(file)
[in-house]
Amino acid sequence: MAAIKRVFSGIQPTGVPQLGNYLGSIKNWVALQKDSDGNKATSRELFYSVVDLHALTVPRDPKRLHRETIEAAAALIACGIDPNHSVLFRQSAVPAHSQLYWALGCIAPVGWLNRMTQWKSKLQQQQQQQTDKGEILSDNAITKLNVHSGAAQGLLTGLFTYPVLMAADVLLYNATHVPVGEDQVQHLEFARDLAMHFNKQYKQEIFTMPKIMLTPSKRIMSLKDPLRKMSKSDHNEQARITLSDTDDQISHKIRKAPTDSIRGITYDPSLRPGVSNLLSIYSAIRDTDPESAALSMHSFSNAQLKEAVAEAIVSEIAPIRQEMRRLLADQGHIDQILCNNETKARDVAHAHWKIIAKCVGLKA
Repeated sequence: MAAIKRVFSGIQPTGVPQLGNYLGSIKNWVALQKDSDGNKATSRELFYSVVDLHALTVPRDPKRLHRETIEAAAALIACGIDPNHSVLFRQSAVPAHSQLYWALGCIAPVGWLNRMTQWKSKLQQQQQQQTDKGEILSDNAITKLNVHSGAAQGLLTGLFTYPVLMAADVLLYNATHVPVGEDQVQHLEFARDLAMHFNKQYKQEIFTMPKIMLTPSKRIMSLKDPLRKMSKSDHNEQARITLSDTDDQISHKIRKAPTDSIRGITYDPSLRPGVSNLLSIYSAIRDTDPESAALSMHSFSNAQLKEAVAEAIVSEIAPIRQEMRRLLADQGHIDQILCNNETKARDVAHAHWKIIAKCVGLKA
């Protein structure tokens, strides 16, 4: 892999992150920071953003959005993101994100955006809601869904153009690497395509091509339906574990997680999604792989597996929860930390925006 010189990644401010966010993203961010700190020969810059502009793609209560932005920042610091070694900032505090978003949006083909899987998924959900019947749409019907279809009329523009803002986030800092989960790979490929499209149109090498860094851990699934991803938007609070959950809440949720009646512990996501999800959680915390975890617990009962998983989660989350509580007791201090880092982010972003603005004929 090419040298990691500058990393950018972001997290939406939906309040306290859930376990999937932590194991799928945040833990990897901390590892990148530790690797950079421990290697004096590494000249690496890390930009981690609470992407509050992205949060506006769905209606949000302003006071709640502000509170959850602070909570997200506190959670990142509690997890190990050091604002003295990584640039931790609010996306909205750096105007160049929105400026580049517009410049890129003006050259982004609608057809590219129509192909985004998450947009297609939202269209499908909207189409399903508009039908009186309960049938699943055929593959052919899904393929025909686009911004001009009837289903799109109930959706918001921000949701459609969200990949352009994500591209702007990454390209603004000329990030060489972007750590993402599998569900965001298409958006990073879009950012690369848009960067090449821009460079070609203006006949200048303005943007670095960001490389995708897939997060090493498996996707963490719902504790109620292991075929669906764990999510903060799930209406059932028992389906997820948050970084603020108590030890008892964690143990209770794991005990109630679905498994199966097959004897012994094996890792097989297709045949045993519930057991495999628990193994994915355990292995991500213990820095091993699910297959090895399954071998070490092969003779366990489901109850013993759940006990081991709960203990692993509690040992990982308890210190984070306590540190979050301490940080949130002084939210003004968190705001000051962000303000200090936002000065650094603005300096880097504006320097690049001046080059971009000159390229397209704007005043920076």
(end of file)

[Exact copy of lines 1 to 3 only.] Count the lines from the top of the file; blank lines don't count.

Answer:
[in-house]
Amino acid sequence: MAAIKRVFSGIQPTGVPQLGNYLGSIKNWVALQKDSDGNKATSRELFYSVVDLHALTVPRDPKRLHRETIEAAAALIACGIDPNHSVLFRQSAVPAHSQLYWALGCIAPVGWLNRMTQWKSKLQQQQQQQTDKGEILSDNAITKLNVHSGAAQGLLTGLFTYPVLMAADVLLYNATHVPVGEDQVQHLEFARDLAMHFNKQYKQEIFTMPKIMLTPSKRIMSLKDPLRKMSKSDHNEQARITLSDTDDQISHKIRKAPTDSIRGITYDPSLRPGVSNLLSIYSAIRDTDPESAALSMHSFSNAQLKEAVAEAIVSEIAPIRQEMRRLLADQGHIDQILCNNETKARDVAHAHWKIIAKCVGLKA
Repeated sequence: MAAIKRVFSGIQPTGVPQLGNYLGSIKNWVALQKDSDGNKATSRELFYSVVDLHALTVPRDPKRLHRETIEAAAALIACGIDPNHSVLFRQSAVPAHSQLYWALGCIAPVGWLNRMTQWKSKLQQQQQQQTDKGEILSDNAITKLNVHSGAAQGLLTGLFTYPVLMAADVLLYNATHVPVGEDQVQHLEFARDLAMHFNKQYKQEIFTMPKIMLTPSKRIMSLKDPLRKMSKSDHNEQARITLSDTDDQISHKIRKAPTDSIRGITYDPSLRPGVSNLLSIYSAIRDTDPESAALSMHSFSNAQLKEAVAEAIVSEIAPIRQEMRRLLADQGHIDQILCNNETKARDVAHAHWKIIAKCVGLKA